Saturday, September 24, 2022

Unusual ‘Chlorine’ Incident in Rhode Island

A local TV station in Pawtucket, RI published a report yesterday about a chlorine gas incident at a residential building. It seems that a contractor was emptying a sewage (septic?) tank at the building, and during the process added ‘chlorine tablets’ (sodium hypochlorite, pool chlorine tablets probably) to the tank as part of some sort of disinfection process. An unusually high number of tablets were apparently used, and two residents were taken to the hospital for treatment for breathing problems because of chlorine gas exposure.

Sodium hypochlorite when dissolved in water produces ‘bleach’. Bleach is very reactive with a number of different chemicals and frequently releases chlorine gas as part of many of those reactions. Chlorine is detectable by smell at very low concentrations, and I would suspect that there should not have been enough chlorine gas released into the building to be a serious health hazard for healthy individuals. Unfortunately, any number of pre-existing diseases could make people susceptible to breathing problems with even very low concentrations of chlorine gas.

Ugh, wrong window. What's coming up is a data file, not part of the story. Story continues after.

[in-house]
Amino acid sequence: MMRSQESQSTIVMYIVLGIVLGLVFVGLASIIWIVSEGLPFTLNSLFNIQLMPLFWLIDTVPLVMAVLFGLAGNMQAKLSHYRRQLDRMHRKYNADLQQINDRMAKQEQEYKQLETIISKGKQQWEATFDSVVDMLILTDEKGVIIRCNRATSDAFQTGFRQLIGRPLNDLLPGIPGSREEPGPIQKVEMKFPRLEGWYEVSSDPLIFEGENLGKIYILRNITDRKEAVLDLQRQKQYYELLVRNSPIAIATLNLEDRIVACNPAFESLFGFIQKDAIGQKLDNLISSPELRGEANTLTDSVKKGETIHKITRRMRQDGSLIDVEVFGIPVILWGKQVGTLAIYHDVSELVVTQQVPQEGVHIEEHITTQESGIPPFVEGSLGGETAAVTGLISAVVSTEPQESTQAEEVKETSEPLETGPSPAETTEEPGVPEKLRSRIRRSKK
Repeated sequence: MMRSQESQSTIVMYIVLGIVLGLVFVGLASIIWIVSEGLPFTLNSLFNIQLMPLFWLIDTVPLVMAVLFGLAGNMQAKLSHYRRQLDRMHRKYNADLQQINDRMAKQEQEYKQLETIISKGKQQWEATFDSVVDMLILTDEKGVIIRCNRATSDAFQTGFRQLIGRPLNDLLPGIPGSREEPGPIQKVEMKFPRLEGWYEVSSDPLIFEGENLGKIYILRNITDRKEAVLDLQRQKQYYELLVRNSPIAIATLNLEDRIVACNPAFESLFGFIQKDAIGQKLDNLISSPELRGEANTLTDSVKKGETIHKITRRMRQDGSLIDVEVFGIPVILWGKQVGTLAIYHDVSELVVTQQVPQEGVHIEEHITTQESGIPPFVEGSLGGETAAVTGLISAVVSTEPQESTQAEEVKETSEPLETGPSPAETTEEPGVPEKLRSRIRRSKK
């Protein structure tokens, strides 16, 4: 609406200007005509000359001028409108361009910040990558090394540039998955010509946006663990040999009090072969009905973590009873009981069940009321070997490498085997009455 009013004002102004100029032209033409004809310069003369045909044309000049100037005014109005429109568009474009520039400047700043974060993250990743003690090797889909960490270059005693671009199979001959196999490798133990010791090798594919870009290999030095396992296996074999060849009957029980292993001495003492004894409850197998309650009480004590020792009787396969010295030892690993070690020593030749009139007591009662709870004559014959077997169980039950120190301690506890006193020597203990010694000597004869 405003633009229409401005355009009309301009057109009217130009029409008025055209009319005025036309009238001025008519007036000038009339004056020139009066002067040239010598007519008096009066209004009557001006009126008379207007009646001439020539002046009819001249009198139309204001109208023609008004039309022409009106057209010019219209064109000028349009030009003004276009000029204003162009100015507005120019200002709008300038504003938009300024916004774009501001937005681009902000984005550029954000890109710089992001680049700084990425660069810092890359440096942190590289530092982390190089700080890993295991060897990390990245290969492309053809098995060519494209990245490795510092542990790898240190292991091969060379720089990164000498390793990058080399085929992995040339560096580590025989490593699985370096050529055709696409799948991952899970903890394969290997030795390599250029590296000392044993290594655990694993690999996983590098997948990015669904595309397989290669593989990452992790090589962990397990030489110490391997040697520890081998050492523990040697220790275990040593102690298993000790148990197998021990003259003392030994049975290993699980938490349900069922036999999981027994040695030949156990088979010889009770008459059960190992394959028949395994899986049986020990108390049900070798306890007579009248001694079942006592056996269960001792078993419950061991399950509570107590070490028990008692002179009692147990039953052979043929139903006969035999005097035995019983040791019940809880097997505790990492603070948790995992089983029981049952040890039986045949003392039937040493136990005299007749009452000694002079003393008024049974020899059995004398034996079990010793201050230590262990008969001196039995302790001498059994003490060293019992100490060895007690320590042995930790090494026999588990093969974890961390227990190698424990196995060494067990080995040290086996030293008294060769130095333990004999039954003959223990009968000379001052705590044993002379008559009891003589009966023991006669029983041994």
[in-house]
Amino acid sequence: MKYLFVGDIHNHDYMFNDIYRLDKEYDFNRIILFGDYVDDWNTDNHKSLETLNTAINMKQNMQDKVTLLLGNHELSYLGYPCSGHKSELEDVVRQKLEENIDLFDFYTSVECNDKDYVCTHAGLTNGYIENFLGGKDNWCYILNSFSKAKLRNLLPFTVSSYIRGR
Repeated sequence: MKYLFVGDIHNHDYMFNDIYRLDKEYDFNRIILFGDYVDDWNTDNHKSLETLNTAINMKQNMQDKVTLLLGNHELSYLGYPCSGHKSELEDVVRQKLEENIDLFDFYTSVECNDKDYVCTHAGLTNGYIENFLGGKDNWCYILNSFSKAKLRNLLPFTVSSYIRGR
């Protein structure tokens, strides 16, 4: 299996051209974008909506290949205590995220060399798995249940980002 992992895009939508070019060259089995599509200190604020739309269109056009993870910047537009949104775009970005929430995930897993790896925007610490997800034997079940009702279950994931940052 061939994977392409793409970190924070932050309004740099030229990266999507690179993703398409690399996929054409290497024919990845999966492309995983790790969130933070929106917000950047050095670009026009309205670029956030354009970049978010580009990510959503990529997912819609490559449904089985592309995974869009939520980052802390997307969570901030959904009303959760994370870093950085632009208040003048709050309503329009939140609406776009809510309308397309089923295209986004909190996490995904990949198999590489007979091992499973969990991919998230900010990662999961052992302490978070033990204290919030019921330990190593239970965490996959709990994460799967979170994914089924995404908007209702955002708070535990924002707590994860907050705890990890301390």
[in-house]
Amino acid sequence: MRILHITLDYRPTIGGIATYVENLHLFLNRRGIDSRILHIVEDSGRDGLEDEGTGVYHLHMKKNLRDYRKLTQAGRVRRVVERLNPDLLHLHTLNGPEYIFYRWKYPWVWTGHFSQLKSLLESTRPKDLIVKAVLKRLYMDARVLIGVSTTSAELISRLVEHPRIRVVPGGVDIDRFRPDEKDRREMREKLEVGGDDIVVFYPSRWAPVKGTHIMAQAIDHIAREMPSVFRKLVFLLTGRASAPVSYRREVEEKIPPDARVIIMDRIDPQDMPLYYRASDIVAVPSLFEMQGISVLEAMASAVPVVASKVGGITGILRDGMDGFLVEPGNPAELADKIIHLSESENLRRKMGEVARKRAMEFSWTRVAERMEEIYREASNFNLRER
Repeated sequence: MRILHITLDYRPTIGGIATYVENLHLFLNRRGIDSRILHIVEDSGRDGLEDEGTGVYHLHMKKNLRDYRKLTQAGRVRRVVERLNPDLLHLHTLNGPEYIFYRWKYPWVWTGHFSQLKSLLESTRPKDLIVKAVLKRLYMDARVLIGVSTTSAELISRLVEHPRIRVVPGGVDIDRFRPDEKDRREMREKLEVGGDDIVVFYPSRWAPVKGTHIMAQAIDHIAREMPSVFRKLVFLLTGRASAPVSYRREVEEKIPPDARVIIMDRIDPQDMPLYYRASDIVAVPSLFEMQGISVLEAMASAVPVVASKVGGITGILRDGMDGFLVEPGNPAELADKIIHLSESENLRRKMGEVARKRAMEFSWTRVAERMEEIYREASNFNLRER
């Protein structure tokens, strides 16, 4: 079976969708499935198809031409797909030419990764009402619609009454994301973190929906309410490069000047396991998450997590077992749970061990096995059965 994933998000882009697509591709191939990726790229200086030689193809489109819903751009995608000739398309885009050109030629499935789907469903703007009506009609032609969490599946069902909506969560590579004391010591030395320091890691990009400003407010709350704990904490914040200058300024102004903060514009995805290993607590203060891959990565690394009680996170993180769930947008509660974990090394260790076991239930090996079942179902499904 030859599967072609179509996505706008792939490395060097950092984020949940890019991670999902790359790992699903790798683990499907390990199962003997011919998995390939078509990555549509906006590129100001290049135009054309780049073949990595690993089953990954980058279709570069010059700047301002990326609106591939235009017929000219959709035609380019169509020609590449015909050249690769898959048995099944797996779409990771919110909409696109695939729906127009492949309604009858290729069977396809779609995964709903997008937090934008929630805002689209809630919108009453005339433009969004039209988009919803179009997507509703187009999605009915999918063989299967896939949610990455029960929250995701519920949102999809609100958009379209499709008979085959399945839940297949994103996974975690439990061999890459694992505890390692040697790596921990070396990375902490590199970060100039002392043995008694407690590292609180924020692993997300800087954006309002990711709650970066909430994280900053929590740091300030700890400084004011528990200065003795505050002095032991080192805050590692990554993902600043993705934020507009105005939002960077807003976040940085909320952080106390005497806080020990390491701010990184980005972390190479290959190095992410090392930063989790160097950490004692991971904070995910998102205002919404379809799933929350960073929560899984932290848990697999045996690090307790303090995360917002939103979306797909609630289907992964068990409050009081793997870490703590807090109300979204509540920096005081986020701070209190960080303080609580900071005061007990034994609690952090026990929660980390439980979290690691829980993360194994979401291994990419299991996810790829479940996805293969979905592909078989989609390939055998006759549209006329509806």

Interestingly, this incident probably triggers a requirement to report the incident to the CSB. We certainly had a chemical release (chlorine gas) which caused serious injuries (2 hospital admissions). This was not a transportation related event, so the incident occurred at a ‘fixed site’. Since the contractor doing the work routinely handles the ‘chlorine tablets’ for the chemical treatment of sewage tanks, they would be expected to be aware of chemical hazards involved and should know about the CSB reporting requirements. I do not expect that the CSB will be sending an investigation team to an incident like this, even if they were fully staffed and not three years behind on completing accident investigation reports. But the incident still falls within the regulatory reporting requirements.

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